The concept has previously been demonstrated in fridges and cars, but recent work in the University of Glasgow has shown that the concept is also suitable for laptops 3. The high number of laptops and consumer electronics devices with built-in batteries in use at any given time can have a significant positive impact on the stability of the grid. Collectively, the millions of laptops in use at any given time can provide mitigation of the order equivalent to a large power plant coming online.
The system developed by the scientists in the School of Physics and Astronomy at the university involves two different approaches: a hardware device which sits in between the laptop’s charger and the wall socket, controlling the electricity flow to the laptop; and a software approach, obtaining information about the grid frequency using the World Wide Web and controlling the battery’s charging in this manner. The former approach allows for current laptops to be retrofitted with a device which can regulate the charging of any laptop, and the same device is not necessarily restricted to laptops but to any device with a suitable form of buffer such as a battery (the insulated thermal mass in a fridge is another example). The latter approach requires a laptop to be manufactured with suitable hardware which the device’s software can interface with. During the course of the study, the researchers only found a few models from only one brand suitable for this software technique, so this technique would primarily apply to future hardware.
Despite the pitfalls, the advantage of a software solution is clear: no changes to the device’s hardware are required except for a suitable battery management software interface, which is often just a case of having the manufacturer make available the necessary drivers. Additionally, the software could be user configurable so that smart charging is not performed during unwanted hours. For example, a user with a presentation to give at 9am the following morning may wish to make sure that their laptop’s battery has at least 80% charge as of 8am, regardless of the health of the grid. The software could then assist the grid as required except in the case where it would interfere with the user’s own requirements.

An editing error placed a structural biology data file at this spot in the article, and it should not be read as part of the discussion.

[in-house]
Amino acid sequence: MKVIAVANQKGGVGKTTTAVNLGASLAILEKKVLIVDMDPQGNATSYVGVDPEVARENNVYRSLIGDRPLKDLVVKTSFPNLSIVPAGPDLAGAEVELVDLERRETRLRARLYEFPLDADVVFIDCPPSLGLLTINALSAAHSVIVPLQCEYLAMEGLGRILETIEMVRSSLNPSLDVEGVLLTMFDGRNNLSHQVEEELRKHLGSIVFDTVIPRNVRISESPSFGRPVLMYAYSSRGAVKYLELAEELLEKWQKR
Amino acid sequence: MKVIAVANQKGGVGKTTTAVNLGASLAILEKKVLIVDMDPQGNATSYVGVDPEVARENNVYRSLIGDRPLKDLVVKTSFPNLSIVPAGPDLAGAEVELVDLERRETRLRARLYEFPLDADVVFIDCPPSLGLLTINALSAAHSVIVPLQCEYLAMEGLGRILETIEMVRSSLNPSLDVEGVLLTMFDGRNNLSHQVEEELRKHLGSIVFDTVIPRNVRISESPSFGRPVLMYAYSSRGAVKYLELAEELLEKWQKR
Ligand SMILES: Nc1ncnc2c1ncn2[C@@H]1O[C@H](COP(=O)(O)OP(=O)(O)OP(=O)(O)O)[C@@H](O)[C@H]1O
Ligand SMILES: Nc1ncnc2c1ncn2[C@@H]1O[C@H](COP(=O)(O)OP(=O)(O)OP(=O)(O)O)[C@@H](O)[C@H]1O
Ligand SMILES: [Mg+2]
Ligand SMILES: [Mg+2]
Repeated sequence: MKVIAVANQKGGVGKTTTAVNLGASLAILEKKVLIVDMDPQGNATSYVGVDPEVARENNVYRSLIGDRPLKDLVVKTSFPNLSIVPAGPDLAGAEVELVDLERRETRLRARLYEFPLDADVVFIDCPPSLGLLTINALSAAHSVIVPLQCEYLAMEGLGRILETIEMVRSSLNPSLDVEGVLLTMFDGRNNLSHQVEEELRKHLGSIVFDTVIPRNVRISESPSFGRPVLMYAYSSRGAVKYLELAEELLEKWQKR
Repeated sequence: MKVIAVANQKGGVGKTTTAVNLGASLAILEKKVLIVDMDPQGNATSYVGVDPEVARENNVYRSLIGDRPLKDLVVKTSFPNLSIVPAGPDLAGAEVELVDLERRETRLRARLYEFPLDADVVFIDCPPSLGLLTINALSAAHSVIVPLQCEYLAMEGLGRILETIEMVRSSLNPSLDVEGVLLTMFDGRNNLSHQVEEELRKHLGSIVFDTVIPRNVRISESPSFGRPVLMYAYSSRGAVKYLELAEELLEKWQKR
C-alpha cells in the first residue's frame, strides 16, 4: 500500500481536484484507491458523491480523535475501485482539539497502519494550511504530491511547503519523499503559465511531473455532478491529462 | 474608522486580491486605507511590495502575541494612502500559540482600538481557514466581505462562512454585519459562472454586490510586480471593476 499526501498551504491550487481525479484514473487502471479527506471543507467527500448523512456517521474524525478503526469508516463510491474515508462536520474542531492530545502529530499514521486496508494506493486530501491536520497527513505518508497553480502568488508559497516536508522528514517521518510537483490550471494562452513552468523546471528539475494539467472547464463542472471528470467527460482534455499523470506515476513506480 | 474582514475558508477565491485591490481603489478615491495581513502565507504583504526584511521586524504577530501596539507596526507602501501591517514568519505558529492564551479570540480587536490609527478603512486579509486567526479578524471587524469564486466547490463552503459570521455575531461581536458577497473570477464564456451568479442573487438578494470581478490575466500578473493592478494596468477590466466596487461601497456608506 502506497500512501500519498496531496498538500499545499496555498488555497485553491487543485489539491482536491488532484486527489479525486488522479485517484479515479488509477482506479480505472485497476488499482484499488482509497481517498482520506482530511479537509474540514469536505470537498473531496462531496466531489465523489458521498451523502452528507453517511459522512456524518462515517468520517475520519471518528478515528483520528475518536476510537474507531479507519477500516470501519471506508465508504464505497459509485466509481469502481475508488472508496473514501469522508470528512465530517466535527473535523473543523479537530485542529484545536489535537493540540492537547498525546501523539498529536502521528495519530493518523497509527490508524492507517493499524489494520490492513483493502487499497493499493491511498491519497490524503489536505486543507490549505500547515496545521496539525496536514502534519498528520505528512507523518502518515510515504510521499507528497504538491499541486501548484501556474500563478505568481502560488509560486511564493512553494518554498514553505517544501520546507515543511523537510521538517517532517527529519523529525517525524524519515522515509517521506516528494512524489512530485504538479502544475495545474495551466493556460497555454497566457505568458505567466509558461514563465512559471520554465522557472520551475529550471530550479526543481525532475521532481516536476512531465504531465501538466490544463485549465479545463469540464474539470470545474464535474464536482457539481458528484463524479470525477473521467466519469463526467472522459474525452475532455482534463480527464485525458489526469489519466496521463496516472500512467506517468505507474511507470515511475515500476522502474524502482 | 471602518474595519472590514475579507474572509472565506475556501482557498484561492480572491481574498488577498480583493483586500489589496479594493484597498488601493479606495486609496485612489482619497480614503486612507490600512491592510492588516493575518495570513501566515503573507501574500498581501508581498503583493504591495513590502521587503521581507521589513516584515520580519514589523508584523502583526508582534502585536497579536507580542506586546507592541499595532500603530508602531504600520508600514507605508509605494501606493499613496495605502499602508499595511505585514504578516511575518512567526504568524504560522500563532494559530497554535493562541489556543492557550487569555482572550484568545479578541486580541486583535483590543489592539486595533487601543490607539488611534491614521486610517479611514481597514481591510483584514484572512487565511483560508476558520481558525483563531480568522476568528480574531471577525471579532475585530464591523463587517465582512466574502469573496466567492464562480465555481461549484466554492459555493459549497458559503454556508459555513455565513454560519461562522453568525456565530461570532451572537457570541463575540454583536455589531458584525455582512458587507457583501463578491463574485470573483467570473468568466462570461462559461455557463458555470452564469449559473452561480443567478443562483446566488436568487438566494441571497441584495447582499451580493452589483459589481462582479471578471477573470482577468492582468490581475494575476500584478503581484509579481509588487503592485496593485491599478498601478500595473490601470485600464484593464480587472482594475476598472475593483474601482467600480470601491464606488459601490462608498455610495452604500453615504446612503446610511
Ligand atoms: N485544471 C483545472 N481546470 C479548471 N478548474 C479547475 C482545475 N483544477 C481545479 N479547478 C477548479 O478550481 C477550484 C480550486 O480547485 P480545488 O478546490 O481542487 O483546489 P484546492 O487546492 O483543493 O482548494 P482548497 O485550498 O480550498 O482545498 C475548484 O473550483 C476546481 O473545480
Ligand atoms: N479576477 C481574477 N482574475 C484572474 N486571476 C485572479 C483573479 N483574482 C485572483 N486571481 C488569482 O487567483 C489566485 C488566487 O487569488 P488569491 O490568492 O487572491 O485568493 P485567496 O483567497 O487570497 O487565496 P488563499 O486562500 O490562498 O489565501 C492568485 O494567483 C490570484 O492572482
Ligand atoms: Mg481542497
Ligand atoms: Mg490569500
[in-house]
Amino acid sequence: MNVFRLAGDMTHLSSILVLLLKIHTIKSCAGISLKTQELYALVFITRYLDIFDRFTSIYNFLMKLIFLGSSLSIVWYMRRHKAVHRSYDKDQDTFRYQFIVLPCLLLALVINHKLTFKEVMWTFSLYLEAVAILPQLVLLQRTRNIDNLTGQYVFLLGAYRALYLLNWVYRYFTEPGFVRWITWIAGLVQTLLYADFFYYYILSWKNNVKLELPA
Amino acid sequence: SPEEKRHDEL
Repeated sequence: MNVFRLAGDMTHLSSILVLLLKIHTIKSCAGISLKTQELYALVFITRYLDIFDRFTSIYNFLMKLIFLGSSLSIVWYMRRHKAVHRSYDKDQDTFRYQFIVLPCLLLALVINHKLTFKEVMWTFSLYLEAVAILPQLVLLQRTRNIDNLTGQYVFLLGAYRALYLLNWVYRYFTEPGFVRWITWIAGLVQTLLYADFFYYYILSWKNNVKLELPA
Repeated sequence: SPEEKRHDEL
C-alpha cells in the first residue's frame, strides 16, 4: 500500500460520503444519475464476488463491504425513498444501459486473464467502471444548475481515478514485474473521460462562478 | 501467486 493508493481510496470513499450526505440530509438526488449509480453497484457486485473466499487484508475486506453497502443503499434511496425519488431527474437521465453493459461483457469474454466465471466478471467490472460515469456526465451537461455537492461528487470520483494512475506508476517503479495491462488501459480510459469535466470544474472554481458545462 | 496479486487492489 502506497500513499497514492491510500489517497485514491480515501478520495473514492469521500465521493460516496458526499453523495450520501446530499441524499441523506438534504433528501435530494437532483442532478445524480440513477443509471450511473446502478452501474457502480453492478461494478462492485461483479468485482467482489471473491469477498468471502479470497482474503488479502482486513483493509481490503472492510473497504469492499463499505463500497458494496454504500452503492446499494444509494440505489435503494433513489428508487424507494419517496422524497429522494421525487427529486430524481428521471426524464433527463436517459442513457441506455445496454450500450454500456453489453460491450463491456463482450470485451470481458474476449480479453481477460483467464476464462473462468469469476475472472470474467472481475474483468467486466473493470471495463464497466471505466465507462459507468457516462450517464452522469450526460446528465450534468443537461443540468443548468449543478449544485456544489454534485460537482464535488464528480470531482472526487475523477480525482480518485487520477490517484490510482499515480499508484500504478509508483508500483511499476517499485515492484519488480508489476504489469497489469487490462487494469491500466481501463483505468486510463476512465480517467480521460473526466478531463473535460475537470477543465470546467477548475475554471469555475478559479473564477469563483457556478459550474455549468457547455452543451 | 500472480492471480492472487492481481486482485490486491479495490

But what incentive does the laptop owner have to use such a system? The laptop is being used by the National Grid to store power with seemingly nothing being given to the laptop owner in return. To solve this dilemma, it is necessary to consider how the wholesale electricity market in the UK operates. The utility companies that supply electricity to our homes tender for electricity on a market under the administration of the National Grid PLC. Each utility company does not need to produce its own customer’s electricity, rather it may purchase supply from other providers or sell its own excess. The price of a unit of electricity is set by the economics of supply and demand, meaning that during times of excess electricity demand surplus or supply deficit the prices will increase, and vice versa. The difference that utility companies can pay between peak and off-peak times can be as much as 500%. Although this sounds dramatic, in reality it only results in a small cost saving for the electricity companies. Reduced tariffs for users of dynamic demand devices are unlikely to be worthwhile. Therefore, an incentive to end users could come in the form of a monthly prize draw, though realistically it might rely on government legislation or the ‘goodwill’ feeling of a user being ‘green’ to make sure these devices become widely used.
Would a smart charger have a negative effect on the laptop’s battery? Surprisingly, this might not be the case. Some laptops charge their battery even when plugged in (‘trickle charging’), and large, quick charges can cause excess heat, which is a big battery life killer 4. Using a smart charging system can result in slower, shallower charges and discharges, keeping the temperature down, and less time spent trickle charging, which can allow the battery to maintain its longevity. Frequent, small discharges also allow the laptop’s operating system to obtain a more accurate reading of its estimated battery life.
With demand on the increase and the burning of fossil fuels becoming less attractive, the electricity grid of the future will have to be highly adaptive to the natural conditions affecting renewable energy production. With techniques such as dynamic demand control, perhaps in the form of smart laptop chargers, the grid can safely integrate more renewable energy sources, bringing about a sustainable energy future.